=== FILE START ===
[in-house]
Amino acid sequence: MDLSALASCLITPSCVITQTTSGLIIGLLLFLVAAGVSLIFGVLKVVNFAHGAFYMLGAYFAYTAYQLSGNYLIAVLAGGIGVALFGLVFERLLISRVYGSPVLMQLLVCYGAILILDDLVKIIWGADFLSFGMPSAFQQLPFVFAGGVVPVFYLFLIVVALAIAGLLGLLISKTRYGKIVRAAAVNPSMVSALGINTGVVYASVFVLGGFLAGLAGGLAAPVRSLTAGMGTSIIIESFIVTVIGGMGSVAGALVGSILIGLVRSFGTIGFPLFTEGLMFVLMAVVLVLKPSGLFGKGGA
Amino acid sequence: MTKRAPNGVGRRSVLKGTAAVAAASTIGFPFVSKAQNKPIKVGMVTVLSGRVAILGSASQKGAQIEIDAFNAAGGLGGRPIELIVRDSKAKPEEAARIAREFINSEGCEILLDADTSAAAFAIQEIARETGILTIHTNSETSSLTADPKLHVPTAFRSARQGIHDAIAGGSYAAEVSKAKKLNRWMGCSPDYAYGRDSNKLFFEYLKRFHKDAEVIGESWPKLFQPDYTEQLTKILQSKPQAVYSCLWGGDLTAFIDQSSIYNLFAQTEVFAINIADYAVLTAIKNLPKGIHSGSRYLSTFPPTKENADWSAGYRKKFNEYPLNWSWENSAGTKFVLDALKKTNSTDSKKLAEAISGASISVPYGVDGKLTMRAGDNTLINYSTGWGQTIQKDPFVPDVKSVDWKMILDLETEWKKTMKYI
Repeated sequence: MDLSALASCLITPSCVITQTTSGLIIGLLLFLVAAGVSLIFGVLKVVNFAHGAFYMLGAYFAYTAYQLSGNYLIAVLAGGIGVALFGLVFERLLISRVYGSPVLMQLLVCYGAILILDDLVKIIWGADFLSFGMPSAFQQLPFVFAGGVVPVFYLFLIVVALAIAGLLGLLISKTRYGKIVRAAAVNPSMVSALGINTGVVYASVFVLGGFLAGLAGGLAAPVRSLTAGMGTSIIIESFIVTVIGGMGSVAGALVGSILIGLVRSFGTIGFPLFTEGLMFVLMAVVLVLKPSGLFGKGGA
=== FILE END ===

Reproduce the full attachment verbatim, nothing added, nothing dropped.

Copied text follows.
[in-house]
Amino acid sequence: MDLSALASCLITPSCVITQTTSGLIIGLLLFLVAAGVSLIFGVLKVVNFAHGAFYMLGAYFAYTAYQLSGNYLIAVLAGGIGVALFGLVFERLLISRVYGSPVLMQLLVCYGAILILDDLVKIIWGADFLSFGMPSAFQQLPFVFAGGVVPVFYLFLIVVALAIAGLLGLLISKTRYGKIVRAAAVNPSMVSALGINTGVVYASVFVLGGFLAGLAGGLAAPVRSLTAGMGTSIIIESFIVTVIGGMGSVAGALVGSILIGLVRSFGTIGFPLFTEGLMFVLMAVVLVLKPSGLFGKGGA
Amino acid sequence: MTKRAPNGVGRRSVLKGTAAVAAASTIGFPFVSKAQNKPIKVGMVTVLSGRVAILGSASQKGAQIEIDAFNAAGGLGGRPIELIVRDSKAKPEEAARIAREFINSEGCEILLDADTSAAAFAIQEIARETGILTIHTNSETSSLTADPKLHVPTAFRSARQGIHDAIAGGSYAAEVSKAKKLNRWMGCSPDYAYGRDSNKLFFEYLKRFHKDAEVIGESWPKLFQPDYTEQLTKILQSKPQAVYSCLWGGDLTAFIDQSSIYNLFAQTEVFAINIADYAVLTAIKNLPKGIHSGSRYLSTFPPTKENADWSAGYRKKFNEYPLNWSWENSAGTKFVLDALKKTNSTDSKKLAEAISGASISVPYGVDGKLTMRAGDNTLINYSTGWGQTIQKDPFVPDVKSVDWKMILDLETEWKKTMKYI
Repeated sequence: MDLSALASCLITPSCVITQTTSGLIIGLLLFLVAAGVSLIFGVLKVVNFAHGAFYMLGAYFAYTAYQLSGNYLIAVLAGGIGVALFGLVFERLLISRVYGSPVLMQLLVCYGAILILDDLVKIIWGADFLSFGMPSAFQQLPFVFAGGVVPVFYLFLIVVALAIAGLLGLLISKTRYGKIVRAAAVNPSMVSALGINTGVVYASVFVLGGFLAGLAGGLAAPVRSLTAGMGTSIIIESFIVTVIGGMGSVAGALVGSILIGLVRSFGTIGFPLFTEGLMFVLMAVVLVLKPSGLFGKGGA